Business journalists optimistic about journalism's future
Almost two-thirds of business journalists report that the amount of business coverage at their organization has stayed the same or increased in the past five years, according to a new ASU survey commissioned by the Donald W. Reynolds National Center for Business Journalism.
The Business Journalists Study 2010 is a groundbreaking survey of 473 business reporters and editors nationwide.
“We talked with hundreds of print, online, wire, broadcast and freelance business journalists, and they expressed optimism about the future of journalism,” said Andrew Leckey, Reynolds Center president and Reynolds Endowed Chair in Business Journalism at the Cronkite School of Journalism and Mass Communication at Arizona State University.
“I found a shocking amount of optimism, grit and determination in those findings,” said professor Tim McGuire, who retired in 2002 as editor of the Star Tribune in Minneapolis. McGuire is the Frank Russell Chair for the Business of Journalism at ASU’s Cronkite School.
“I am convinced the Reynolds study is a seminal piece of work that should make the obituary writers for journalism pause and seriously reflect,” McGuire said.
Specifically, McGuire was surprised that almost a third reported an increase in pay over the past two years and that seven out of 10 business journalists say they are more or just as satisfied with their jobs as they were five years ago. Almost three-fourths plan to stay in journalism for the next five years.
McGuire goes into detail in a post on his blog, McGuire">http://cronkite.asu.edu/mcguireblog/">McGuire on Media, explaining why this survey is significant to journalism.
“What’s striking in the results is how much more negatively print journalists have been impacted compared with those from other media,” said Linda Austin, executive director of the Reynolds Center. Of the respondents, 139 came from wire services, 135 from print, 88 from broadcast, 67 from freelancing and 44 from online. At almost every experience level, print journalists made less money.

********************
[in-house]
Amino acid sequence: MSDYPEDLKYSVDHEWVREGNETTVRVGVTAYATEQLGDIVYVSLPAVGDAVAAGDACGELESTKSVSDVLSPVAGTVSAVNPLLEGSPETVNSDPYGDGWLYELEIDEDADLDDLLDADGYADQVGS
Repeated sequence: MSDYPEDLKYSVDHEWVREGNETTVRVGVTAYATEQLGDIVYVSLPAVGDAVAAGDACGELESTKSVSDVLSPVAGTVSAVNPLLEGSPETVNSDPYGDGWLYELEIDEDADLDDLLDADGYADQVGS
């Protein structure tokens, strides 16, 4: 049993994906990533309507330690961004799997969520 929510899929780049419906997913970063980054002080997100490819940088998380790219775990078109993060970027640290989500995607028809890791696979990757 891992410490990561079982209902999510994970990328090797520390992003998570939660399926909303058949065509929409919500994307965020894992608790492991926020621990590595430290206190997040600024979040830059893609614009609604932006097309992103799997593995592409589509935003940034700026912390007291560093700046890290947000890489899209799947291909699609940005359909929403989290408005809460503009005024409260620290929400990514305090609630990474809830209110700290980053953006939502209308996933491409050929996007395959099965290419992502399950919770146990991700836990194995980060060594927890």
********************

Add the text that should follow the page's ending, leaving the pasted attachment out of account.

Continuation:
Overall, almost half say they have fewer opportunities for training.
“I would urge them to check out the free regional workshops and online training offered by the Reynolds Center at BusinessJournalism.org">http://businessjournalism.org/category/workshops/2010-workshops/">Busine...,” Austin said.
Respondents averaged 20 years in journalism and 12.8 years as business journalists. They report many changes in their jobs in the past five years:
• Six out of 10 are doing more or about the same level of investigative journalism.
• Nine out of 10 have learned new skills.
• Three-fourths say their workload has increased and they use social media.
• About half blog, file first for the web and cover more beats.
Business Journalists Study 2010 was conducted by the Behavior Research Center Inc. in Phoenix. The phone survey between April 19 and May 6 has a margin of error of +/-4.6 percent.
The Reynolds">http://businessjournalism.org/category/about/about-the-reynolds-center/"... Center is based at ASU. It is funded by the Donald">http://www.dwrf.org/">Donald W. Reynolds Foundation, which is a national philanthropic organization founded in 1954 by the late media entrepreneur for whom it is named. Headquartered in Las Vegas, it is one of the largest private foundations in the United States.
More than 10,000 journalists have benefited from the Reynolds Center’s free training since 2003. The center’s mission is to help journalists cover business better.
For more information about this report, email@example.com">e-mail Linda Austin, Reynolds Center executive director, or call 602-496-9187.
By Robin J. Phillips